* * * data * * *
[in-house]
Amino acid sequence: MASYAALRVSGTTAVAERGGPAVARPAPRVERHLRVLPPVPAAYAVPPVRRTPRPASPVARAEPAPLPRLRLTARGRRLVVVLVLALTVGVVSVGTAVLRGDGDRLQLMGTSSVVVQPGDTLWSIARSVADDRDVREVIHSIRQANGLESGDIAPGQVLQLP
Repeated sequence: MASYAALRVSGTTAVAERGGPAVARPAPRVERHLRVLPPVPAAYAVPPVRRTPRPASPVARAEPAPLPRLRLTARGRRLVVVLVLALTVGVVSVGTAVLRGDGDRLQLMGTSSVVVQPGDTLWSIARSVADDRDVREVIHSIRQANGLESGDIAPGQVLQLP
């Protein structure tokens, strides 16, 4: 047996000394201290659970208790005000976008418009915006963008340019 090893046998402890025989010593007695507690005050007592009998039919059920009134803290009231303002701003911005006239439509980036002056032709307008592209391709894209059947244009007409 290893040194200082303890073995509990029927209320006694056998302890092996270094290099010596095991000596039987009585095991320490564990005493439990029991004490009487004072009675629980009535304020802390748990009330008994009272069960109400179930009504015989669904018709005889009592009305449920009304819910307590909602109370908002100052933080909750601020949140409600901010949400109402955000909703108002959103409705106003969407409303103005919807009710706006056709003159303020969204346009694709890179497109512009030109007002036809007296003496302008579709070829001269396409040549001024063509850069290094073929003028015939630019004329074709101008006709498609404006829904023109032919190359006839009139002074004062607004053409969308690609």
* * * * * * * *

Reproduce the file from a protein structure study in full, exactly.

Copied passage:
[in-house]
Amino acid sequence: MASYAALRVSGTTAVAERGGPAVARPAPRVERHLRVLPPVPAAYAVPPVRRTPRPASPVARAEPAPLPRLRLTARGRRLVVVLVLALTVGVVSVGTAVLRGDGDRLQLMGTSSVVVQPGDTLWSIARSVADDRDVREVIHSIRQANGLESGDIAPGQVLQLP
Repeated sequence: MASYAALRVSGTTAVAERGGPAVARPAPRVERHLRVLPPVPAAYAVPPVRRTPRPASPVARAEPAPLPRLRLTARGRRLVVVLVLALTVGVVSVGTAVLRGDGDRLQLMGTSSVVVQPGDTLWSIARSVADDRDVREVIHSIRQANGLESGDIAPGQVLQLP
């Protein structure tokens, strides 16, 4: 047996000394201290659970208790005000976008418009915006963008340019 090893046998402890025989010593007695507690005050007592009998039919059920009134803290009231303002701003911005006239439509980036002056032709307008592209391709894209059947244009007409 290893040194200082303890073995509990029927209320006694056998302890092996270094290099010596095991000596039987009585095991320490564990005493439990029991004490009487004072009675629980009535304020802390748990009330008994009272069960109400179930009504015989669904018709005889009592009305449920009304819910307590909602109370908002100052933080909750601020949140409600901010949400109402955000909703108002959103409705106003969407409303103005919807009710706006056709003159303020969204346009694709890179497109512009030109007002036809007296003496302008579709070829001269396409040549001024063509850069290094073929003028015939630019004329074709101008006709498609404006829904023109032919190359006839009139002074004062607004053409969308690609």